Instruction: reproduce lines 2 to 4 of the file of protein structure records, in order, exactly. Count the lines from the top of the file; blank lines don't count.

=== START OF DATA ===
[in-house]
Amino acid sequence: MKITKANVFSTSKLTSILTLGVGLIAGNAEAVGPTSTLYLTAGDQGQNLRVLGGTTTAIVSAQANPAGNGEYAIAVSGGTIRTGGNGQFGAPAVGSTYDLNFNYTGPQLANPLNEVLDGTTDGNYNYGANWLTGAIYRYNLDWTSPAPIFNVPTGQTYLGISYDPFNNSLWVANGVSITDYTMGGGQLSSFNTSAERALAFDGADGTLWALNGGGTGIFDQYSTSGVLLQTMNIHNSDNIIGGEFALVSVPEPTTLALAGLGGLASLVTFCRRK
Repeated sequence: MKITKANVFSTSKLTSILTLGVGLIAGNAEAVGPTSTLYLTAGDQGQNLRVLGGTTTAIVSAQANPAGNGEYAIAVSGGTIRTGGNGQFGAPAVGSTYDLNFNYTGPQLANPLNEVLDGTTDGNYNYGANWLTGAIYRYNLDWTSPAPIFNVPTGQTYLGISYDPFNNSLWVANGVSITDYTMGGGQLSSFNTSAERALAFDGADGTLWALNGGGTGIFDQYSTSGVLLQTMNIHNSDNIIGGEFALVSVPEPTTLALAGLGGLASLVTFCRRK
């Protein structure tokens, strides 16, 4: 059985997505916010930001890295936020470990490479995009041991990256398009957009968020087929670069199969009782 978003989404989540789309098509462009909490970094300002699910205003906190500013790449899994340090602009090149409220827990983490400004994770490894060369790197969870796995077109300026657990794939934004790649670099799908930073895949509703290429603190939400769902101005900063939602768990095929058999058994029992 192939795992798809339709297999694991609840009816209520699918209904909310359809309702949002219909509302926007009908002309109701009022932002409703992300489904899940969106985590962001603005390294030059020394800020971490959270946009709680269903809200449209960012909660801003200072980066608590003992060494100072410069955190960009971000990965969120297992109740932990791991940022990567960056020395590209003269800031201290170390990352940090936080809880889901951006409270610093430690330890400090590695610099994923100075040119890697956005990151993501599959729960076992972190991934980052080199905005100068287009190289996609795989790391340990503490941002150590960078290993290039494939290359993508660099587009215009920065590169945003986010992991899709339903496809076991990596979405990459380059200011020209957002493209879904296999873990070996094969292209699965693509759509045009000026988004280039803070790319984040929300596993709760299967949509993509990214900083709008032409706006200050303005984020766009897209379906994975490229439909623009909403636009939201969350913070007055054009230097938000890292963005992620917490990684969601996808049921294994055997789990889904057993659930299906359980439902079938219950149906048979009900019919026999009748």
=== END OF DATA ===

Amino acid sequence: MKITKANVFSTSKLTSILTLGVGLIAGNAEAVGPTSTLYLTAGDQGQNLRVLGGTTTAIVSAQANPAGNGEYAIAVSGGTIRTGGNGQFGAPAVGSTYDLNFNYTGPQLANPLNEVLDGTTDGNYNYGANWLTGAIYRYNLDWTSPAPIFNVPTGQTYLGISYDPFNNSLWVANGVSITDYTMGGGQLSSFNTSAERALAFDGADGTLWALNGGGTGIFDQYSTSGVLLQTMNIHNSDNIIGGEFALVSVPEPTTLALAGLGGLASLVTFCRRK
Repeated sequence: MKITKANVFSTSKLTSILTLGVGLIAGNAEAVGPTSTLYLTAGDQGQNLRVLGGTTTAIVSAQANPAGNGEYAIAVSGGTIRTGGNGQFGAPAVGSTYDLNFNYTGPQLANPLNEVLDGTTDGNYNYGANWLTGAIYRYNLDWTSPAPIFNVPTGQTYLGISYDPFNNSLWVANGVSITDYTMGGGQLSSFNTSAERALAFDGADGTLWALNGGGTGIFDQYSTSGVLLQTMNIHNSDNIIGGEFALVSVPEPTTLALAGLGGLASLVTFCRRK
């Protein structure tokens, strides 16, 4: 059985997505916010930001890295936020470990490479995009041991990256398009957009968020087929670069199969009782 978003989404989540789309098509462009909490970094300002699910205003906190500013790449899994340090602009090149409220827990983490400004994770490894060369790197969870796995077109300026657990794939934004790649670099799908930073895949509703290429603190939400769902101005900063939602768990095929058999058994029992 192939795992798809339709297999694991609840009816209520699918209904909310359809309702949002219909509302926007009908002309109701009022932002409703992300489904899940969106985590962001603005390294030059020394800020971490959270946009709680269903809200449209960012909660801003200072980066608590003992060494100072410069955190960009971000990965969120297992109740932990791991940022990567960056020395590209003269800031201290170390990352940090936080809880889901951006409270610093430690330890400090590695610099994923100075040119890697956005990151993501599959729960076992972190991934980052080199905005100068287009190289996609795989790391340990503490941002150590960078290993290039494939290359993508660099587009215009920065590169945003986010992991899709339903496809076991990596979405990459380059200011020209957002493209879904296999873990070996094969292209699965693509759509045009000026988004280039803070790319984040929300596993709760299967949509993509990214900083709008032409706006200050303005984020766009897209379906994975490229439909623009909403636009939201969350913070007055054009230097938000890292963005992620917490990684969601996808049921294994055997789990889904057993659930299906359980439902079938219950149906048979009900019919026999009748």